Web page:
Summertime, and the Words are Buzzing

Tommer Peterson

Reading the journals, blogs, and press in the philanthropic sector, one would think there is a conspiracy afoot to create meaningless buzzwords. Somewhere in a secret underground laboratory, teams of evil linguists work overtime coining new words and phrases designed to bewilder grantwriters and obfuscate funders' true intentions—a covert operation designed to keep grant money from being awarded.

It would be cool if this were true, but I am inclined to think otherwise.

What people tend to call “buzzwords” are often simply terms they are tired of hearing without a clear shared definition of what they mean. Technically, a buzzword is a term that has specific meaning in a specialized field but that has migrated into popular use, losing its original precise meaning in the process. “Bandwidth” is an excellent example of this. Bandwidth is a measurement of the speed of digital data transfer, measured in bits per second. In popular use, however, it has come to mean “capacity.” I don't think such-and-such organization has the bandwidth to take on a capital campaign right now.

At the heart of the philanthropic transaction is a simple exchange of ideas. Funders communicate their values, interests, processes, and parameters, and grant seekers respond with descriptions of their mission, plans, aspirations, and their … logic model … theory of change … quantitative evaluation matrix. Uh-oh. There we are. The fact that so much of this relationship hinges on written exchanges may make our field more susceptible to infestations of buzzwords, or, perhaps more aptly, poorly defined terms.

Philanthropy often borrows vocabulary from the growing academic field of nonprofit management, and academics are champs at generating new vocabulary. There is a parallel assimilation of words—buzz or not—from the technology, social networking, and other fields as well. As vocabulary migrates from one discipline to another, meanings easily evolve and change, and the words begin to buzz. An easy step that funders can take is simply to define terms in program descriptions, application guidelines, and reporting requirements. If you are asking for an organization's “logic model,” define what “logic model” means to you.

“Theory of change” was one of the top buzzwords in my informal poll, yet it is not a buzzword at all. This is well-defined phrase. There are books, websites, conferences, blogs, and discussion groups, as well as diagrams with circles and arrows illustrating theory of change. A Google search brought up more than two hundred thousand links. So why do some funders cite it as an annoying buzzword? Could it be that they simply haven't looked at the definition?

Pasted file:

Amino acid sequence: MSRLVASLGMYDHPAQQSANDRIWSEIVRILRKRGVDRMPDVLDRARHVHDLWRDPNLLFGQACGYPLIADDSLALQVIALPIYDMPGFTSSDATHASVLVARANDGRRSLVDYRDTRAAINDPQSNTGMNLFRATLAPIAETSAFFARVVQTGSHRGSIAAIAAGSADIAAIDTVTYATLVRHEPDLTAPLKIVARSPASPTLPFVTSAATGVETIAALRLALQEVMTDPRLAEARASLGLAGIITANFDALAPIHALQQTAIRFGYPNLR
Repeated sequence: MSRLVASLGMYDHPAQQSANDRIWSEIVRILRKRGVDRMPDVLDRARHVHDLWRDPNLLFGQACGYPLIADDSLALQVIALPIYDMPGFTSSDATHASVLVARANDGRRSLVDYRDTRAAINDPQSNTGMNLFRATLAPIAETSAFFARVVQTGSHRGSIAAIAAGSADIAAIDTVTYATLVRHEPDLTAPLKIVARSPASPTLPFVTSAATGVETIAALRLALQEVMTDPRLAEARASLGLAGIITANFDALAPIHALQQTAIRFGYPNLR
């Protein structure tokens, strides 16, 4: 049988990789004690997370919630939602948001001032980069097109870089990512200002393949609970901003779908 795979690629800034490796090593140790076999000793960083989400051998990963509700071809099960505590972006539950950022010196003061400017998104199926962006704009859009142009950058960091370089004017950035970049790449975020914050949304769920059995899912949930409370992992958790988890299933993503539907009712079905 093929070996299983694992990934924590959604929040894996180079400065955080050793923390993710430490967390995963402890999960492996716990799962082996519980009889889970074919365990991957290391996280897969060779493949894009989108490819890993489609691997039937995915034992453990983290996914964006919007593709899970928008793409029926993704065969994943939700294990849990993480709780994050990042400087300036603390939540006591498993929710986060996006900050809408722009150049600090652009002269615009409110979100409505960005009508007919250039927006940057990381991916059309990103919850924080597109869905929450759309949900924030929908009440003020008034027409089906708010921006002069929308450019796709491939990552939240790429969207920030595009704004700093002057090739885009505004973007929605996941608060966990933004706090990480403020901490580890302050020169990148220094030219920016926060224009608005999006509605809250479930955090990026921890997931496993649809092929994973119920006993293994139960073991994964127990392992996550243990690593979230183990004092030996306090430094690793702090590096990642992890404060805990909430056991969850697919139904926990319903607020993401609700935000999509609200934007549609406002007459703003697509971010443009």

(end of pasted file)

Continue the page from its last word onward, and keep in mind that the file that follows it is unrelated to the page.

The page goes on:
Here's the Skoll Foundation's definition in case you want to steal it: A theory of change is a strategy or blueprint for achieving large-scale, long-term goals. It identifies the preconditions, pathways and interventions necessary for an initiative's success.

Lucy Bernholz crowned “social entrepreneurs” as a major buzzword earlier this year,1 noting, “In 2000 few people had ever heard of social entrepreneurs…. Forget the fact that no one can agree on a common definition, social entrepreneurs are still the hottest game in town and the buzzword of the decade.” Also on Lucy's list was “Celebvocates.” Enough said.

On the other hand, sometimes creating a name for something provides a way to bring an idea to the table that was previously not visible. An excellent example is the work that Craig McGarvey and Dudley Cocke did a few years back placing the idea of the “power dynamic” in philanthropy into the national discussion. Putting a name on it gave people permission to talk about what was previously a somewhat forbidden topic. Some may have seen it as a buzzword, but it provided a needed opening for rich conversation between funders and grantees.

GIA is not immune to generating buzz about terminology itself. Last fall we launched the National Capitalization Project, and were more than a little surprised about the many divergent definitions of “capitalization” there were floating around. Even though we thought we clearly and carefully defined what we meant by “capitalization,” change came hard.

In a highly unscientific buzzword poll, I asked funders what “capitalization” meant. Here are some of their responses:

[Capitalization] would be laying some money on nonprofits.

I would think capitalize is about the same, finding hard money where there is none.

Capitalization = the financial resources that may include but also go beyond project-based funding that enable organizations to meet mission.

What it really means: survival of whomever funders deem the fittest.

So, all that said, it is time to head back to the secret underground laboratory and get back to work!

1. “Philanthropy's Buzzwords of the Past Decade Show How Nonprofits Are Changing,” Chronicle of Philanthropy, January 3, 2011 (